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Oracle is all-in when it comes to big data with a full range of software and engineered systems that together allow customers who have no big data skills to take advantage of the technology. That's the message from Oracle executives during Monday morning keynotes at the Oracle OpenWorld conference, held this week in San Francisco.
Oracle President Mark Hurd started the Monday big data keynote with nearly the same message he presented to channel and technology partners on Sunday, noting that the 9 billion devices connected to the Internet will grow to 50 billion by 2020.
Meanwhile, the average legacy application today is about 19 years old, built pre-Internet and pre-mobile phone, Hurd said. "[We] built this pre-everything we do today," he said.
On the average, business customers are seeing their data grow 40 percent per year, Hurd said. And, on the average, they're spending $7,500 to $9,000 per terabyte to manage that data. For a bank with 1,000 TBs of data, that means an annual cost of $700 million to handle that management.
Hurd said there has to be a better way to manage that data. "At the core, that's what we're focused on," he said. "The efficiency message. The innovation message."
Thomas Kurian, executive vice president of product development, said during his Monday keynote that big data is now a key driver of IT.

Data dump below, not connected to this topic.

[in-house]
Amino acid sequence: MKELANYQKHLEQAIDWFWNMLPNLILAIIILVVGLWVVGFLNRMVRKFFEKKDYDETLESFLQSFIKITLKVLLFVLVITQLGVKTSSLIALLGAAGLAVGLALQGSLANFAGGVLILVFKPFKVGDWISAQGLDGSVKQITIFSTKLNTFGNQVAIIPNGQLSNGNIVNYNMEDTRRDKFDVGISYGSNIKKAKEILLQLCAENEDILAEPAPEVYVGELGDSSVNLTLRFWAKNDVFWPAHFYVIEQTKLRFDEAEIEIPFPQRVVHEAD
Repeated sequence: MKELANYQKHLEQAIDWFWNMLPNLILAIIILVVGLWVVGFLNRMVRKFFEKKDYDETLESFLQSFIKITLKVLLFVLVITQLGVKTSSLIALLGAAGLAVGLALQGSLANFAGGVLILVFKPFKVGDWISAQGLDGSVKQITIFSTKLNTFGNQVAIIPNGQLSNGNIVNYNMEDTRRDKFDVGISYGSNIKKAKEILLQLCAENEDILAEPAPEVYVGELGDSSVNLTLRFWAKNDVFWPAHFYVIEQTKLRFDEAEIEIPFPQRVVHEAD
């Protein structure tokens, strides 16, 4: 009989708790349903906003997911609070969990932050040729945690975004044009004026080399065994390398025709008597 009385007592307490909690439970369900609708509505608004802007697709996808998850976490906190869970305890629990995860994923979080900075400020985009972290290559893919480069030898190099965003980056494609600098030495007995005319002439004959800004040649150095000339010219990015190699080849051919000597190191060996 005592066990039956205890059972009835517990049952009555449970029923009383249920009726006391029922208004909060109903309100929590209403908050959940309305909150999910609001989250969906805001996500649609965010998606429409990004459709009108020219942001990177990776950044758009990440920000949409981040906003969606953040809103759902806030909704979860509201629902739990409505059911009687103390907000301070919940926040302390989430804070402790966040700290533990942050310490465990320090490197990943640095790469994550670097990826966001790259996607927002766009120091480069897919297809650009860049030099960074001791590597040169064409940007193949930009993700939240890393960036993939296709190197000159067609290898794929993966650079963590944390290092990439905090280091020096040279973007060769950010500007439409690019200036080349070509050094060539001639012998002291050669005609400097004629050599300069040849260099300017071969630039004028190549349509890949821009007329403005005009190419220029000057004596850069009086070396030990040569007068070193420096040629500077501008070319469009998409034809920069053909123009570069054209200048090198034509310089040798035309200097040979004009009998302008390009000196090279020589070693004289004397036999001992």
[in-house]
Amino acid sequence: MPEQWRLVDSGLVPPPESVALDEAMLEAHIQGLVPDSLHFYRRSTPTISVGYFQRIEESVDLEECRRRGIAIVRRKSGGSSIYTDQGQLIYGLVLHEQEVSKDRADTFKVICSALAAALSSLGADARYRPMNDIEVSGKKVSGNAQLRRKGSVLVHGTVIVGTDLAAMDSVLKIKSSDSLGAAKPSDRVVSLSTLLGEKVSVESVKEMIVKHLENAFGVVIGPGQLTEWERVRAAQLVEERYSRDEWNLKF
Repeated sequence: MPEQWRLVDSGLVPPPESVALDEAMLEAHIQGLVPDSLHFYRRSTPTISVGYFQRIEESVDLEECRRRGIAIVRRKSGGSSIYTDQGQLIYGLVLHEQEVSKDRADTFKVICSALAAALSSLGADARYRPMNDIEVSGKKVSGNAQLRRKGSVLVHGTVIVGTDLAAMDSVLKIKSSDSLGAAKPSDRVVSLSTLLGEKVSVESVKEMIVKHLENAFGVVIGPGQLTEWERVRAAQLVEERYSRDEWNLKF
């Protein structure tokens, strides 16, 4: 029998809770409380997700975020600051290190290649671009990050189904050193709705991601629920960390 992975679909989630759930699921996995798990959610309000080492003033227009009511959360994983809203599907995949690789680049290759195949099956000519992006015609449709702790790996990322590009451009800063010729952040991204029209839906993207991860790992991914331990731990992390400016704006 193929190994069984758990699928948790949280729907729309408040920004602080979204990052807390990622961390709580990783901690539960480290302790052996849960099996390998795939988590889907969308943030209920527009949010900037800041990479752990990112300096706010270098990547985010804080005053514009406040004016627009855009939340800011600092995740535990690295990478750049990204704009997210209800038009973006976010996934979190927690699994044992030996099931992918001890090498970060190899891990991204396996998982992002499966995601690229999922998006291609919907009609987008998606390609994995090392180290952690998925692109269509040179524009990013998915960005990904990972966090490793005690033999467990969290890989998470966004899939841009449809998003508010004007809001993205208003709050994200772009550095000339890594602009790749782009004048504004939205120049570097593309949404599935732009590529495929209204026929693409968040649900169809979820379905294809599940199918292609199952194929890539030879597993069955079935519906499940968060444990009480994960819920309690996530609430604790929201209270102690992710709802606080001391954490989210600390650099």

"You have to have a very capable infrastructure to drive the volume [of data], to store it and process it," Kurian said.
Oracle's current IT solutions can help nearly every customer manage big data, regardless of whether it is from structured or unstructured data, and regardless of whether customers have experience with such big data-centered applications as Hadoop, Kurian said.
Kurian was not kidding, said Wade Nicolas, CEO of Enkitec, an Irvine, Texas-based solution provider and Oracle partner.
"Oracle is absolutely viable as a big data partner," Nicolas said. "Up to 70 percent of a business' data is tied to Oracle. Oracle is around the Hadoop world. So there's absolutely a tie-in."
Even so, Nicolas said, the IT industry is still in the early adoption phase.
"But it's maturing rapidly," he said. "We have seen companies tracking everything users do: travel companies analyzing what pushes customers in certain ways, banks looking at fraud detection."
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